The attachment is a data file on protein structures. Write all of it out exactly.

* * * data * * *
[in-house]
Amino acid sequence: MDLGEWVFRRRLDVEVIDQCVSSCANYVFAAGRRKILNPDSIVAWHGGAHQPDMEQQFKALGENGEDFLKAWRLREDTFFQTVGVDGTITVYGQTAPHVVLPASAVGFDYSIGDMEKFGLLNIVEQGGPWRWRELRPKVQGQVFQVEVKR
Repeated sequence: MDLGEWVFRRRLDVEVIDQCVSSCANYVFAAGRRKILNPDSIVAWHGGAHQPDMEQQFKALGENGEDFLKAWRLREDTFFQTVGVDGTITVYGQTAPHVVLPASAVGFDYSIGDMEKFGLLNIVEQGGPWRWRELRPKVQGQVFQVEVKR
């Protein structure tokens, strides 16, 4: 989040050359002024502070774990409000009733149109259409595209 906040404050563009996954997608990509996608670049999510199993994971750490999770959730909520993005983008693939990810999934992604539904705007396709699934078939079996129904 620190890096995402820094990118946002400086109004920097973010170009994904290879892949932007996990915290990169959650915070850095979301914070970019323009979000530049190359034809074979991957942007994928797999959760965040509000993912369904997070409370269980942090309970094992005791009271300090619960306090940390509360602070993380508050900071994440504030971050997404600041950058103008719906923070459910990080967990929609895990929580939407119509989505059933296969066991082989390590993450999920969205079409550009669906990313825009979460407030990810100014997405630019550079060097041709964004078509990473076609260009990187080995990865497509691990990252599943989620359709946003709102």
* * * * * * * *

[in-house]
Amino acid sequence: MDLGEWVFRRRLDVEVIDQCVSSCANYVFAAGRRKILNPDSIVAWHGGAHQPDMEQQFKALGENGEDFLKAWRLREDTFFQTVGVDGTITVYGQTAPHVVLPASAVGFDYSIGDMEKFGLLNIVEQGGPWRWRELRPKVQGQVFQVEVKR
Repeated sequence: MDLGEWVFRRRLDVEVIDQCVSSCANYVFAAGRRKILNPDSIVAWHGGAHQPDMEQQFKALGENGEDFLKAWRLREDTFFQTVGVDGTITVYGQTAPHVVLPASAVGFDYSIGDMEKFGLLNIVEQGGPWRWRELRPKVQGQVFQVEVKR
């Protein structure tokens, strides 16, 4: 989040050359002024502070774990409000009733149109259409595209 906040404050563009996954997608990509996608670049999510199993994971750490999770959730909520993005983008693939990810999934992604539904705007396709699934078939079996129904 620190890096995402820094990118946002400086109004920097973010170009994904290879892949932007996990915290990169959650915070850095979301914070970019323009979000530049190359034809074979991957942007994928797999959760965040509000993912369904997070409370269980942090309970094992005791009271300090619960306090940390509360602070993380508050900071994440504030971050997404600041950058103008719906923070459910990080967990929609895990929580939407119509989505059933296969066991082989390590993450999920969205079409550009669906990313825009979460407030990810100014997405630019550079060097041709964004078509990473076609260009990187080995990865497509691990990252599943989620359709946003709102």